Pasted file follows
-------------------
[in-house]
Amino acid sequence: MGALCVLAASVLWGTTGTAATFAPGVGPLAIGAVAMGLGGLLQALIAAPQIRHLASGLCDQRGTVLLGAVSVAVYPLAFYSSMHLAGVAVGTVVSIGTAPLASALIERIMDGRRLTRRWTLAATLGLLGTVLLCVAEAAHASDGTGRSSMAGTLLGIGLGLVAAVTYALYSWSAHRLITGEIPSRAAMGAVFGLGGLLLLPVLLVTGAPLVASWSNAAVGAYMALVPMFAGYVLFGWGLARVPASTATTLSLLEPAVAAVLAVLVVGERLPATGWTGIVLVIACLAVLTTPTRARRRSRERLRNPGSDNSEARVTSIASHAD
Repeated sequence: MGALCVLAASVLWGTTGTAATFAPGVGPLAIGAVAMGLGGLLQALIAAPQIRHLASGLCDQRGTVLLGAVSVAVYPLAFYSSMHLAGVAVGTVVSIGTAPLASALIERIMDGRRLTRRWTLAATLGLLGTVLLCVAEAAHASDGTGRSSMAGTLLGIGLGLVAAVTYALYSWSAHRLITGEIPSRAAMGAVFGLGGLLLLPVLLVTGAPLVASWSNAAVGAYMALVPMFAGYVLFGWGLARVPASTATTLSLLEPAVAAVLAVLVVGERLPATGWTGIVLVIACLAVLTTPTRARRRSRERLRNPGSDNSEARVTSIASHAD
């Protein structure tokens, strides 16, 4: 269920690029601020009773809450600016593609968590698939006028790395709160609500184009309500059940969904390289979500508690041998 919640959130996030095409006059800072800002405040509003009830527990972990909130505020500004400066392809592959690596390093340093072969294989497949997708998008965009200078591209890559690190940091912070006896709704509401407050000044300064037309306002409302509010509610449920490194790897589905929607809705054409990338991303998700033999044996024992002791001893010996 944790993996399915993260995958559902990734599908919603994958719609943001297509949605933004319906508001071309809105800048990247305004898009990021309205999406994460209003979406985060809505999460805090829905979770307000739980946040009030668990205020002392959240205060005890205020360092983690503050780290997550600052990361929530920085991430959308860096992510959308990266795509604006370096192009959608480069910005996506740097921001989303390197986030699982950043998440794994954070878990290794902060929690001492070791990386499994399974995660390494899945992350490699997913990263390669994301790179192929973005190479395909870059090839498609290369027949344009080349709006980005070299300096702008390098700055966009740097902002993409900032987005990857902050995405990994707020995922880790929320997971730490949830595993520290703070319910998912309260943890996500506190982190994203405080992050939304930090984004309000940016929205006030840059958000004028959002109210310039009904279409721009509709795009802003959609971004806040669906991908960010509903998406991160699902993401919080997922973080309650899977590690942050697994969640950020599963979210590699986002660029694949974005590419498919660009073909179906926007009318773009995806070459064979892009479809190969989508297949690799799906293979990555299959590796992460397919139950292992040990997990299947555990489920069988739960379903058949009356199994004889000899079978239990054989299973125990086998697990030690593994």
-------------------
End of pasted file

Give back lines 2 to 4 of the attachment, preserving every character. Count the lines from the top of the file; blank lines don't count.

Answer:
Amino acid sequence: MGALCVLAASVLWGTTGTAATFAPGVGPLAIGAVAMGLGGLLQALIAAPQIRHLASGLCDQRGTVLLGAVSVAVYPLAFYSSMHLAGVAVGTVVSIGTAPLASALIERIMDGRRLTRRWTLAATLGLLGTVLLCVAEAAHASDGTGRSSMAGTLLGIGLGLVAAVTYALYSWSAHRLITGEIPSRAAMGAVFGLGGLLLLPVLLVTGAPLVASWSNAAVGAYMALVPMFAGYVLFGWGLARVPASTATTLSLLEPAVAAVLAVLVVGERLPATGWTGIVLVIACLAVLTTPTRARRRSRERLRNPGSDNSEARVTSIASHAD
Repeated sequence: MGALCVLAASVLWGTTGTAATFAPGVGPLAIGAVAMGLGGLLQALIAAPQIRHLASGLCDQRGTVLLGAVSVAVYPLAFYSSMHLAGVAVGTVVSIGTAPLASALIERIMDGRRLTRRWTLAATLGLLGTVLLCVAEAAHASDGTGRSSMAGTLLGIGLGLVAAVTYALYSWSAHRLITGEIPSRAAMGAVFGLGGLLLLPVLLVTGAPLVASWSNAAVGAYMALVPMFAGYVLFGWGLARVPASTATTLSLLEPAVAAVLAVLVVGERLPATGWTGIVLVIACLAVLTTPTRARRRSRERLRNPGSDNSEARVTSIASHAD
């Protein structure tokens, strides 16, 4: 269920690029601020009773809450600016593609968590698939006028790395709160609500184009309500059940969904390289979500508690041998 919640959130996030095409006059800072800002405040509003009830527990972990909130505020500004400066392809592959690596390093340093072969294989497949997708998008965009200078591209890559690190940091912070006896709704509401407050000044300064037309306002409302509010509610449920490194790897589905929607809705054409990338991303998700033999044996024992002791001893010996 944790993996399915993260995958559902990734599908919603994958719609943001297509949605933004319906508001071309809105800048990247305004898009990021309205999406994460209003979406985060809505999460805090829905979770307000739980946040009030668990205020002392959240205060005890205020360092983690503050780290997550600052990361929530920085991430959308860096992510959308990266795509604006370096192009959608480069910005996506740097921001989303390197986030699982950043998440794994954070878990290794902060929690001492070791990386499994399974995660390494899945992350490699997913990263390669994301790179192929973005190479395909870059090839498609290369027949344009080349709006980005070299300096702008390098700055966009740097902002993409900032987005990857902050995405990994707020995922880790929320997971730490949830595993520290703070319910998912309260943890996500506190982190994203405080992050939304930090984004309000940016929205006030840059958000004028959002109210310039009904279409721009509709795009802003959609971004806040669906991908960010509903998406991160699902993401919080997922973080309650899977590690942050697994969640950020599963979210590699986002660029694949974005590419498919660009073909179906926007009318773009995806070459064979892009479809190969989508297949690799799906293979990555299959590796992460397919139950292992040990997990299947555990489920069988739960379903058949009356199994004889000899079978239990054989299973125990086998697990030690593994």